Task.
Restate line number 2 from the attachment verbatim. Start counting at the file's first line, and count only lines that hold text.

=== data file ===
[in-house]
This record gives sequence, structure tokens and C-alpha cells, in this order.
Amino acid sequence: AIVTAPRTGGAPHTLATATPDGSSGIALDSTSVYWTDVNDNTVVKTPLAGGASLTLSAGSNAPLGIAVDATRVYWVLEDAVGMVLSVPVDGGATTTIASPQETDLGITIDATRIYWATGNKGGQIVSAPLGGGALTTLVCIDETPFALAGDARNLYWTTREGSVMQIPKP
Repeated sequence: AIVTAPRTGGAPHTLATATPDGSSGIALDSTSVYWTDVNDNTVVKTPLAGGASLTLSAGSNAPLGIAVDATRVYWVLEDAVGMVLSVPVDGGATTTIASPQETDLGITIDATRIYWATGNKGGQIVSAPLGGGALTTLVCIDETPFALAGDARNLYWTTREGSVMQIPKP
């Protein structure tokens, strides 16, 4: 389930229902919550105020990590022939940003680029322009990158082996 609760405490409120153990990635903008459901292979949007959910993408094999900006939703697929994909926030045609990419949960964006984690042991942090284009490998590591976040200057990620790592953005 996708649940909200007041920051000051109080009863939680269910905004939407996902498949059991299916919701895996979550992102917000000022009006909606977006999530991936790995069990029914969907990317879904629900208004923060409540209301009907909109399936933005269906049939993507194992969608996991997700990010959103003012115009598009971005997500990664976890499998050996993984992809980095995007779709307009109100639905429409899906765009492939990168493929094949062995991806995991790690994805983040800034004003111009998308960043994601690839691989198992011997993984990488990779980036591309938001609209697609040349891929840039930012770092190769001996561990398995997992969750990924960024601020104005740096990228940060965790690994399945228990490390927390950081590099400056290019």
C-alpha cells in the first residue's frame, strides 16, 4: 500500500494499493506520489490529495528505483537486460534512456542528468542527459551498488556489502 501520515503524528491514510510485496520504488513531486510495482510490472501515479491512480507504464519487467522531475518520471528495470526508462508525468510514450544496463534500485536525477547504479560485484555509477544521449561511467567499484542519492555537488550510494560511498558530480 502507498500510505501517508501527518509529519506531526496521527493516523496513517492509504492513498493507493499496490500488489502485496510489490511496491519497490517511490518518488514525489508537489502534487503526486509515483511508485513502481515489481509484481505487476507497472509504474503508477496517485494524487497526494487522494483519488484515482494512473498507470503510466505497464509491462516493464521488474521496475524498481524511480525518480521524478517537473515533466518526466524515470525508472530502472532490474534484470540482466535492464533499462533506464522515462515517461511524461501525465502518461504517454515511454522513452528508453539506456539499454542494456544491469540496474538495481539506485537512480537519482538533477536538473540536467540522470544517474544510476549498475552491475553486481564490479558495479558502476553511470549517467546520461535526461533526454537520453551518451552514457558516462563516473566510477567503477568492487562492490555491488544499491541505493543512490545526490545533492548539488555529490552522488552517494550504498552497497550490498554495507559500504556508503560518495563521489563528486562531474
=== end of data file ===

This record gives sequence, structure tokens and C-alpha cells, in this order.